Focusing on an indicator that favours full-time, permanent positions could drive investment out of innovations designed for the temporary and part-time workforce, like different gig economy platforms and other alternatives that are nascent and need investment. Worse still, if the focus of an impact investment fund was to create more full-time, permanent positions in agriculture, and funding and programmes incentivised farms to create these sorts of jobs, you would potentially decrease the number of workers that a farmer could employ. This would be disastrous to the overall goal of poverty reduction because you would have more people shifting into unemployment rather than having some form of income – but the overall metric of more full-time, permanent jobs would be achieved, and therefore the investment fund can report positively on its outcomes.
This is not a new insight. This conversation has been going on between evaluation and impact investing for almost a decade and a half, but it remains to be seen how the use of metrics in impact investing can be reimagined. We have literature from all over the world with case studies from many different sectors and it shows the same thing: if you set up these ideal, simple metrics for what a service or programme should look like and tie them to funding then you're going to have a situation where people adjust their behaviour to meet these metrics – essentially they try to game the system, not from nefarious motives but because they want to keep the money coming in. And this can have serious, unintended results.
When we think critically about the role of an impact investor we need to ask, are we really providing additional developmental support to economies, or are we just paying lip service to ‘profit plus good intentions’?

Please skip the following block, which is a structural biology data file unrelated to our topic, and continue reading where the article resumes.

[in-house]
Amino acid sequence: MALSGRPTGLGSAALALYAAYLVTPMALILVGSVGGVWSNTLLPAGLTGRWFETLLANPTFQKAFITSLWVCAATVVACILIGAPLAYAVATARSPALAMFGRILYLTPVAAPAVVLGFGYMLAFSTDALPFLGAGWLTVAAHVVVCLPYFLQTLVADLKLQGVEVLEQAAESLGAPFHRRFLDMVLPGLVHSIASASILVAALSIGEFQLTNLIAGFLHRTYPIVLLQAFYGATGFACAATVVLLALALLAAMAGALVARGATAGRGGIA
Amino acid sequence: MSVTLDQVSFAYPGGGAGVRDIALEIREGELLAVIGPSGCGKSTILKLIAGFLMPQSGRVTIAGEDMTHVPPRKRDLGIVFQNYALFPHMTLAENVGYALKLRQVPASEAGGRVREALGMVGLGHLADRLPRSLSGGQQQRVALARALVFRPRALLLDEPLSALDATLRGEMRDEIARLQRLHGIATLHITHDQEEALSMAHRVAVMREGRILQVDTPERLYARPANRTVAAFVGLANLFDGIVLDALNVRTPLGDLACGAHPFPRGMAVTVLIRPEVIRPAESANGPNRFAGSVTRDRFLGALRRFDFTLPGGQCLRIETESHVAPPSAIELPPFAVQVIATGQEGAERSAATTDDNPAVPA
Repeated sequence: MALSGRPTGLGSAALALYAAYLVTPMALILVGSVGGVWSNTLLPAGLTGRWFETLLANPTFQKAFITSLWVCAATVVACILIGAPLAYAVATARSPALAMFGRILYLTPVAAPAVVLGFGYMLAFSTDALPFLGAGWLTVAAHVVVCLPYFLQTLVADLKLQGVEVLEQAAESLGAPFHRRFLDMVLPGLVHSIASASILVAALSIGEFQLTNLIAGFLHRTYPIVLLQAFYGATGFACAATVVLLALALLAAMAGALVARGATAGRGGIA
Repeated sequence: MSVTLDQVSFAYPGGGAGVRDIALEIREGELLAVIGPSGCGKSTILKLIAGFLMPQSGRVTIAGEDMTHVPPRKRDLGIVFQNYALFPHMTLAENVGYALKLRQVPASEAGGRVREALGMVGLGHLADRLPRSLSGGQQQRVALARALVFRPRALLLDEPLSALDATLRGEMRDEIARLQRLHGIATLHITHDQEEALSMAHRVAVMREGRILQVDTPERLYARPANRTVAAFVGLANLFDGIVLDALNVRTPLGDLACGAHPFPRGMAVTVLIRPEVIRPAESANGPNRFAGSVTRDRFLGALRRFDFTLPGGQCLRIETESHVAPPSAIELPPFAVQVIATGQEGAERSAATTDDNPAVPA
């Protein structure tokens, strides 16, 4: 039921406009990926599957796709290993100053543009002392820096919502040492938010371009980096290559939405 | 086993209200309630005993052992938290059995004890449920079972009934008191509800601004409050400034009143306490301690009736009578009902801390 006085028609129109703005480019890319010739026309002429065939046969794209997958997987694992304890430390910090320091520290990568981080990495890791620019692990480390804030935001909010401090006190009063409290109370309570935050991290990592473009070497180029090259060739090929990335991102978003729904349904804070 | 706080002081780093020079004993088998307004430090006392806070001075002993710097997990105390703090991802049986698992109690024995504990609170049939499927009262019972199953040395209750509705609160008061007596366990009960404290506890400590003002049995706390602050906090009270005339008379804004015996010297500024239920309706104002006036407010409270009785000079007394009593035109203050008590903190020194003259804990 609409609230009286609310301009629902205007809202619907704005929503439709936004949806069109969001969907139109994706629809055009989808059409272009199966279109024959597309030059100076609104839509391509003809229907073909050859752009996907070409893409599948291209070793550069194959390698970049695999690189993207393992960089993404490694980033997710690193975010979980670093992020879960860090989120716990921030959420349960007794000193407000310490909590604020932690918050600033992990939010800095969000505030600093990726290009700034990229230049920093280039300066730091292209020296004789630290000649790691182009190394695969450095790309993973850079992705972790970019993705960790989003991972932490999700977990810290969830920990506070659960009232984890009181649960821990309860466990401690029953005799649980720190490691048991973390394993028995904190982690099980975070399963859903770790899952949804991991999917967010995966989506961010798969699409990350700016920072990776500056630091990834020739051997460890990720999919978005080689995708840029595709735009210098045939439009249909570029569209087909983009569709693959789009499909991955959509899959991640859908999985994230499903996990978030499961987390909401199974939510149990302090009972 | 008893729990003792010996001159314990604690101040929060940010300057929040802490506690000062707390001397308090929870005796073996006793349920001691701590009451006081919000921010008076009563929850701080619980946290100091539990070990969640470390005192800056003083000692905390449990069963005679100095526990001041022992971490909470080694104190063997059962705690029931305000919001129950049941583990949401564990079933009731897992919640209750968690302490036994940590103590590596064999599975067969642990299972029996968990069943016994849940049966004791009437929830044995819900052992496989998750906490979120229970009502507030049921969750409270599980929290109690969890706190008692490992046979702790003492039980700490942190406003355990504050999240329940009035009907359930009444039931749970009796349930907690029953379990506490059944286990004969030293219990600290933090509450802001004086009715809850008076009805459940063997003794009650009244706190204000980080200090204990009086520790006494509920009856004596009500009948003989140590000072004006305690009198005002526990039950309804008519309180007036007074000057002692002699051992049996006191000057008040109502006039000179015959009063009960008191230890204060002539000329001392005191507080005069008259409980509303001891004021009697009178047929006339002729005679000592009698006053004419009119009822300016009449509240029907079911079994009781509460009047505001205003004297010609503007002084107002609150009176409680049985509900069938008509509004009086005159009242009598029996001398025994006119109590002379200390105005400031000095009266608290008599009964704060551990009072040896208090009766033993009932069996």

How might we improve the ways metrics are chosen and used in impact investing?
Improving metrics use in impact investing
1. Talk about why it’s important to get the metrics right
We need everyone to understand the serious problems that can arise when the wrong metrics are chosen – especially in terms of skewing investment or implementation in undesirable ways – and to share concrete examples that can be used as a reminder of why this is important.
2. Involve people with evaluation expertise in the choice and development of metrics
Metrics are often decided early on when choosing investments, before evaluators are involved and often without advice from people with expertise in measurement, data collection or data use. This can lead to metrics that can be unfeasible, misleading or lead to undesirable consequences.
3. Use theories of change and scenarios to identify what information about impacts is needed and relevant